Wives: losing your husband and becoming an evil wife

Two themes were identified from the stories of the seven wives. The first theme ‘Experiencing your husband change into another person’ explores that the wives mourn about their husband changing into another person because of dementia. They feel that they are losing their husband and are trying to find their way through the unknown and to follow their husbands as long as possible before they disappear into the twilight. The wives experience bitterness, fear, anxiety and loneliness through these changes. One wife explains her situation with the following words:

I knew that we were on our way to something unknown. What this unknown meant at that point, I didn't know. I cried because I knew the man who through many years had been my Peter, and whom I loved, I would lose bit by bit […]. I felt like standing in front of a steep mountain and if I made my way up it was just to find another steep mountain to climb. (Older Fund 2002)

The second theme ‘Experiencing yourself as an evil person’ explores the experiences of becoming an evil person towards your dementia-suffering husband. The wives experience that they wish their husband was dead, and they would shake them and yell at them. In other words, they find that they are not always nice to their husbands. The wives reflect on their actions and are aware that something must be done to change their behaviour, which gives rise to a bad conscience and causes self-criticism. Experiences of becoming an evil person make the wives create changes to make a better living for their husbands and themselves. One wife uses the following words to describe her experiences:

That night my rucksack overflowed. How come? Well, for ten years I've probably said to myself 1000 or 4000 times that Robert was not to blame for his behaviour. All the times I had apologised for Robert were hidden in my rucksack. But suddenly the rucksack was full. I couldn't do it anymore. I snapped at Robert and was not nice to him anymore. If we continued living together I would break down, which wouldn't benefit Robert or me. Therefore Robert moved to a nursing home. (Older Fund 2002)

Discussion

  1. Top of page
  2. Abstract
  3. Introduction
  4. Methods
  5. Findings: eight themes
  6. Discussion
  7. Conclusion
  8. Relevance to clinical practice
  9. Contributions
  10. References

Three general experiences

It was found from the STC analysis of the 21 stories in this literature study that all four groups of relatives experienced change, negative personal sentiments and grief during the illness of their dementia-suffering spouse or parent. All the relatives experienced that their spouse or parent changed personality and due to the illness they never again reached a constant level in their person;?>ality – changes always appeared and often in a negative direction.

Also negative personal sentiments are experienced in all four relative groups. These negative sentiments are described as guilt, anger, shame, sadness, psychological pain, fear, loneliness, being let down by your dementia-suffering spouse or parent, and bitterness. The negative sentiments are defined in this literature study from the relatives' own reflection of their sentiments. They would like to be without them and wish they could handle the dementia illness without these sentiments. Therefore, they are called negative personal sentiments in this study. The final general experience from the four relative groups is their grieving over the loss of their spouse or parent. The relatives experience constant loss due to the changes dementia causes. The relatives are grieving and moving in and out of this feeling during their many years of being a relative of a dementia-suffering spouse or parent. The level of grief is changing individually in relation to the loss they experience in their relationship with their spouse or parent.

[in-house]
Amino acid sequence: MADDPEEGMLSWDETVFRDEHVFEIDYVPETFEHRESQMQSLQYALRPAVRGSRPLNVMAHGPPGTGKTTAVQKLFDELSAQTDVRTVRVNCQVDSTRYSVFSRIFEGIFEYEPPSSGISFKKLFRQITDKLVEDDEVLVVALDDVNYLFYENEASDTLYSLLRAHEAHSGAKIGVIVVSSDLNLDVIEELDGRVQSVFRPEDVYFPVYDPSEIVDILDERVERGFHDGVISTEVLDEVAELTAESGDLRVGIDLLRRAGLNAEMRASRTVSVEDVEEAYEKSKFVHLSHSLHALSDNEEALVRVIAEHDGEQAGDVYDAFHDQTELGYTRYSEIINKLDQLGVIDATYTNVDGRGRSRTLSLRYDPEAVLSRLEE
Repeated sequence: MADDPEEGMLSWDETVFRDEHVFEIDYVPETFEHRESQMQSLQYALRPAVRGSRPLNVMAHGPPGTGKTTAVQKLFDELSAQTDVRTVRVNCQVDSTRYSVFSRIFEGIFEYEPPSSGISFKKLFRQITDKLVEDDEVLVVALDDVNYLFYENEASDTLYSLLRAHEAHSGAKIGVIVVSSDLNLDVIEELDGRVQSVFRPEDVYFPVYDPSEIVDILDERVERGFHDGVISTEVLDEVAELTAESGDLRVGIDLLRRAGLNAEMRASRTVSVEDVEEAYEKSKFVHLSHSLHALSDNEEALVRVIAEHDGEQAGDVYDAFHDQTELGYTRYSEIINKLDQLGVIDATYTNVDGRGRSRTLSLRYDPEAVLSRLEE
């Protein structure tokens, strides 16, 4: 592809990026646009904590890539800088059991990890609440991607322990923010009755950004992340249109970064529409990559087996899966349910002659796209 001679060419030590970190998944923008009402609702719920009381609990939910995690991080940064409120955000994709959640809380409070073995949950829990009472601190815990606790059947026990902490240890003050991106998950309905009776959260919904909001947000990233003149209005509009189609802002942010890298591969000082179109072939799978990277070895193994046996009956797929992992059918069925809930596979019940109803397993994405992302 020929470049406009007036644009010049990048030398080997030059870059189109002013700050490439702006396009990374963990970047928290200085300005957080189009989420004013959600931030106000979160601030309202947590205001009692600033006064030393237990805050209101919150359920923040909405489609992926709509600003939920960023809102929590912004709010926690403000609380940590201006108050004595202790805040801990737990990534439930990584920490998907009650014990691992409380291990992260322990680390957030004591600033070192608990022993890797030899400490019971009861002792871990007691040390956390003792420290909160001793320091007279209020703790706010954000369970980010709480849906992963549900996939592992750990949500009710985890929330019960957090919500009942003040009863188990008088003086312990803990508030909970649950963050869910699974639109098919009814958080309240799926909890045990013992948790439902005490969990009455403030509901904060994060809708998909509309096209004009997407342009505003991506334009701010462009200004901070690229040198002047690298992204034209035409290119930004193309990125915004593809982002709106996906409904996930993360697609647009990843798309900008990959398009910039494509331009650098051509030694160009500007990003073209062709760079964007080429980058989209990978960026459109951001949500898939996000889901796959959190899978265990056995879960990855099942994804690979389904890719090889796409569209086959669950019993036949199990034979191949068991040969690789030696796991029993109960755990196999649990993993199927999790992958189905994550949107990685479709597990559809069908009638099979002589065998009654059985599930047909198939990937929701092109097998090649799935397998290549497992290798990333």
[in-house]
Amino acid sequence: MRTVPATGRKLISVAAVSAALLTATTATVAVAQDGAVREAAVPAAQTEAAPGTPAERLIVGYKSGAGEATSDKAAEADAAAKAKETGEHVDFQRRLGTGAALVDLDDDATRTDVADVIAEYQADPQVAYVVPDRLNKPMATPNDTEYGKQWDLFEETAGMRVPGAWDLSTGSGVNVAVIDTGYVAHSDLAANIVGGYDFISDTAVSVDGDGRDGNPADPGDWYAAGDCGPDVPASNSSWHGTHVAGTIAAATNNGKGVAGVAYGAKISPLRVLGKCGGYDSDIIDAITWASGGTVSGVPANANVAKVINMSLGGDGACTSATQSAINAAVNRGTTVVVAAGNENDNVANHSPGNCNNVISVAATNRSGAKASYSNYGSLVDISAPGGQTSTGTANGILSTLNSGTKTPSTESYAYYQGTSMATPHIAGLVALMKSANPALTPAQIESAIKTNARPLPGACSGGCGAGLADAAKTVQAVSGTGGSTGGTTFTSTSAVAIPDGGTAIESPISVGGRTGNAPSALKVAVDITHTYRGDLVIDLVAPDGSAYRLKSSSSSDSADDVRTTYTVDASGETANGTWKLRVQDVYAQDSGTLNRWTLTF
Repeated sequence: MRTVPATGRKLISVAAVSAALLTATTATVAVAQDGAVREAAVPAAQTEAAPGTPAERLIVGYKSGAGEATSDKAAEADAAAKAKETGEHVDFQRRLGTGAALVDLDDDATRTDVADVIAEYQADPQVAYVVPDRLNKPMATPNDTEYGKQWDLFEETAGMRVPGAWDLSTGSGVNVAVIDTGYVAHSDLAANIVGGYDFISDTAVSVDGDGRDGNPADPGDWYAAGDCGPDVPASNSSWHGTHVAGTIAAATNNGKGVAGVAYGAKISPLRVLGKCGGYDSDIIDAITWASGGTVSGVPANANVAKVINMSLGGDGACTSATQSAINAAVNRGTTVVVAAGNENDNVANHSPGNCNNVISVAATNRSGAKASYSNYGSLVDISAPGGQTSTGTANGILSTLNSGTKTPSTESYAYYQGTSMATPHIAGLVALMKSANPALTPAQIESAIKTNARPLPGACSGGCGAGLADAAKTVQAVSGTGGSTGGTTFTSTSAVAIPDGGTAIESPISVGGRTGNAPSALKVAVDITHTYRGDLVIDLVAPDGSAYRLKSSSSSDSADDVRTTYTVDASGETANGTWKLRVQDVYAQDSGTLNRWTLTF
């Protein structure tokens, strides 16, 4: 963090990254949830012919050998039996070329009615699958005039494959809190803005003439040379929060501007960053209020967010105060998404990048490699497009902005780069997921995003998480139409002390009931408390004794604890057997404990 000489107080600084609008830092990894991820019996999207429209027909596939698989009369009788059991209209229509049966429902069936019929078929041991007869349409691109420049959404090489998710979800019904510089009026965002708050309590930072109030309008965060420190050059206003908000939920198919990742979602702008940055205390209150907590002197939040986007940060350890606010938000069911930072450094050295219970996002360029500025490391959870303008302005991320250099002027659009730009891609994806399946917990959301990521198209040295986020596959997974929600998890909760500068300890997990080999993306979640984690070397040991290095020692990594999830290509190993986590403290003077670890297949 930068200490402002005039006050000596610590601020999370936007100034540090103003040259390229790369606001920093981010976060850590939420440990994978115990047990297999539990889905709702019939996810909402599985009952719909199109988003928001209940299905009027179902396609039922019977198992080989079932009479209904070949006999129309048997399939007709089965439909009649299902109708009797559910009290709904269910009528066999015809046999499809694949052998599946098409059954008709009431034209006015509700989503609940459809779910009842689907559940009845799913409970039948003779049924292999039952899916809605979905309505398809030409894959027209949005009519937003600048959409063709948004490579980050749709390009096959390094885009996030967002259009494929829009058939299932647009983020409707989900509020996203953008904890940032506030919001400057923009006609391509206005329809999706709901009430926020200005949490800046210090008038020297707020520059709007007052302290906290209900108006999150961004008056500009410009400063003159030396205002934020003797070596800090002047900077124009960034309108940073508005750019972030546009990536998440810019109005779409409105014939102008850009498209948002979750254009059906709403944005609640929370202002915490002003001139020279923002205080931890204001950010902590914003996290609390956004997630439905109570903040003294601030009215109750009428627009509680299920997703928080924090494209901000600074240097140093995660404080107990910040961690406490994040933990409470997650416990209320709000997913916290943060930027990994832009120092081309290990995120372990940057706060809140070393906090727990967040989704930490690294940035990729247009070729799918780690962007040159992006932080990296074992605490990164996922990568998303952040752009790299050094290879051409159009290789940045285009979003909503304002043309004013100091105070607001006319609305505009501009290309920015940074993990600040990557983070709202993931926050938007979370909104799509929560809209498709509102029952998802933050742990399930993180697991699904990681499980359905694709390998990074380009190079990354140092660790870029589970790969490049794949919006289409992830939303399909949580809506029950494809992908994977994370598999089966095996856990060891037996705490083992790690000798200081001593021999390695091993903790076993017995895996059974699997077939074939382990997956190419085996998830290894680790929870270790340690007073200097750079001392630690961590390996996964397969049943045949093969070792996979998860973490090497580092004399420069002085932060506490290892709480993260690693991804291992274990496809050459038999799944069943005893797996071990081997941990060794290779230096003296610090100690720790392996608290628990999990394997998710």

The experience of grief is described in two theories about crisis: Johan Cullberg's (2008) theory of reaching crisis, and ‘the dual process model’ by Stroebe et al. (2002). Cullberg's theory is a linear understanding of the human reaction on crisis developing through four phases: shock, reaction, adaptation and new orientation. Stroebe et al. understand the process of sorrow as a dual process. Therefore, a person in grief experiences changing through a loss-oriented state to a restoration-oriented state. Both of these states are natural reactions in a process of grief, and individual differences are seen in the time spent in the loss- or restoration-oriented state. In relation to this study, the theory of Stroebe et al. is found to be able to describe very precisely the experiences of grief that were identified among the included relatives. The relatives of a dementia-suffering spouse or parent are not recovering from the grief as long as their spouse or parent is alive. From time to time, they are changing from feeling grief to being oriented to the future or experiencing a good period of time with their spouse or parent. The change through these two states is a process that continues through many years, and therefore, it is not compatible with Cullberg's linear theory of crisis and especially not experiences of acute shock during their many years as a relative of a dementia-suffering spouse or parent.

The findings in relation to other studies

Physical and verbal abuse among relatives and their dementia-suffering spouse or parent was identified in this study among wives to husbands suffering from dementia. The wives experienced that they could yell at their husband and in some rare situations where they were exhausted they could shake them. These findings are similar to those by Cooper et al. (2009). They found that relatives sometimes exposed their dementia-suffering spouse or parent to verbal abuse and in some rare cases to physical abuse. But according to Cooper et al. (2010), the relatives are also exposed to psychological abuse from their dementia-suffering spouse or parent and in some cases also exposed to physical abuse. These last two findings were not identified in this study.